• wherein R is defined as described above in formula (I). In some embodiments melt processable polyimides may be made by reaction of more or less equal molar amounts of dianhydride or chemical equivalent thereof with a diamine containing a flexible linkage. In some embodiments the amounts of dianhydride and diamine in the reaction differ by less than 5 mole %. In a particular embodiment the polyetherimide comprises structural units according to formula (VIII) wherein each R is independently p-phenylene or m-phenylene or a mixture comprising at least one of the foregoing, and T is a divalent radical of the formula (X)
  • Figure US20080118730A1-20080522-C00009
  • In one embodiment the polyetherimide may be a copolymer, which, in addition to the etherimide units described above, further contains polyimide structural units of the formula (XI):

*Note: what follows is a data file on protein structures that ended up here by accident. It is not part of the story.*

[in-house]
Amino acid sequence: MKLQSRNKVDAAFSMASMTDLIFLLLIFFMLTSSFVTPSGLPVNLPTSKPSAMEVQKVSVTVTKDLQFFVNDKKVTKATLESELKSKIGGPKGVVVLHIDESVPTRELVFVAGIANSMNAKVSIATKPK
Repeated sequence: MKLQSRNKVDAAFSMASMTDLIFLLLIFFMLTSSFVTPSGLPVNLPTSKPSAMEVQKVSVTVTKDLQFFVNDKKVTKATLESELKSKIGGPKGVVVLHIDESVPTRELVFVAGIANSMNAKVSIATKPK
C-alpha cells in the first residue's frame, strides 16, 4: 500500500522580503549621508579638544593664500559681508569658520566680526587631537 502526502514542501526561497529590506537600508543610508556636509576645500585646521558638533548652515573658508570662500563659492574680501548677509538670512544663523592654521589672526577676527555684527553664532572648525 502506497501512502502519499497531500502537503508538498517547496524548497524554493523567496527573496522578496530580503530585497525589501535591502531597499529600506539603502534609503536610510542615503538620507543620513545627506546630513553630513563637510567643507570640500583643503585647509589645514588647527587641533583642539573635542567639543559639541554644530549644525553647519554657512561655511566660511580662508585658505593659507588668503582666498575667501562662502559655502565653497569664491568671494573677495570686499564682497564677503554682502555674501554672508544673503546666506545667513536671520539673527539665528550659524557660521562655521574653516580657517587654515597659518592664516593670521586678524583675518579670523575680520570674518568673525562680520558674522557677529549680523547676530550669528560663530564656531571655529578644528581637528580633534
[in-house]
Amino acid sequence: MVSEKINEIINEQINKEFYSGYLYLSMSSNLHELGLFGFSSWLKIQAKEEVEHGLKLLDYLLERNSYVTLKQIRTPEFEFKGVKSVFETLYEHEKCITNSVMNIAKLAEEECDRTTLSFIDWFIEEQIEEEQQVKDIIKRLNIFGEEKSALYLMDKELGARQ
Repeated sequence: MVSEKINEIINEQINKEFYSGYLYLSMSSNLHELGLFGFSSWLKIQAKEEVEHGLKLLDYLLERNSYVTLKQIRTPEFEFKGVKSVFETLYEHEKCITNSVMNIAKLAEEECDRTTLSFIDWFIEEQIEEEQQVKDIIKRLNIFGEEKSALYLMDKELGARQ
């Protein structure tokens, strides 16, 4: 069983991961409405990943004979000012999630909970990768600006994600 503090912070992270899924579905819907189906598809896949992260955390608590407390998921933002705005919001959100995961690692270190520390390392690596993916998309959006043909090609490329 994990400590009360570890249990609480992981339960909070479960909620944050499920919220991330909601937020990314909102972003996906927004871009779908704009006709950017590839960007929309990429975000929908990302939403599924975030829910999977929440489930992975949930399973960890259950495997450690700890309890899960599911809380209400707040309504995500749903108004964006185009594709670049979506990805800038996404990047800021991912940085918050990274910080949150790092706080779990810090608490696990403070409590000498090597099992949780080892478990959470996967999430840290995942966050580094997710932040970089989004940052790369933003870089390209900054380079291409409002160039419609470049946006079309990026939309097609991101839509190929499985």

• Figure US20080118730A1-20080522-C00010
  • wherein R is as previously defined for formula (I) and M includes, but is not limited to, radicals of formula (II), given hereinabove.
  • In some embodiments polyetherimides have at least 50 mole % imide linkages derived from an aromatic bis(ether anhydride) that is an oxydiphthalic anhydride or the reactive equivalent thereof. Oxydiphthalic anhydrides may be represented by the formula (XII):
  • Figure US20080118730A1-20080522-C00011
  • and derivatives thereof. Illustrative oxydiphthalic anhydrides comprise 4,4′-oxybisphthalic anhydride, 3,4′-oxybisphthalic anhydride, 3,3′-oxybisphthalic anhydride, and mixtures thereof. In a particular embodiment a polyetherimide comprises from about 60 mole % to about 100 mole % oxydiphthalic anhydride derived imide linkages, in an alternative embodiment from about 70 mole % to about 99 mole % oxydiphthalic anhydride derived imide linkages, and in yet another embodiment from about 80 mole % to about 97 mole % oxydiphthalic anhydride derived imide linkages, and ranges there between, based on the moles of dianhydride derived structural units present in the polyetherimide.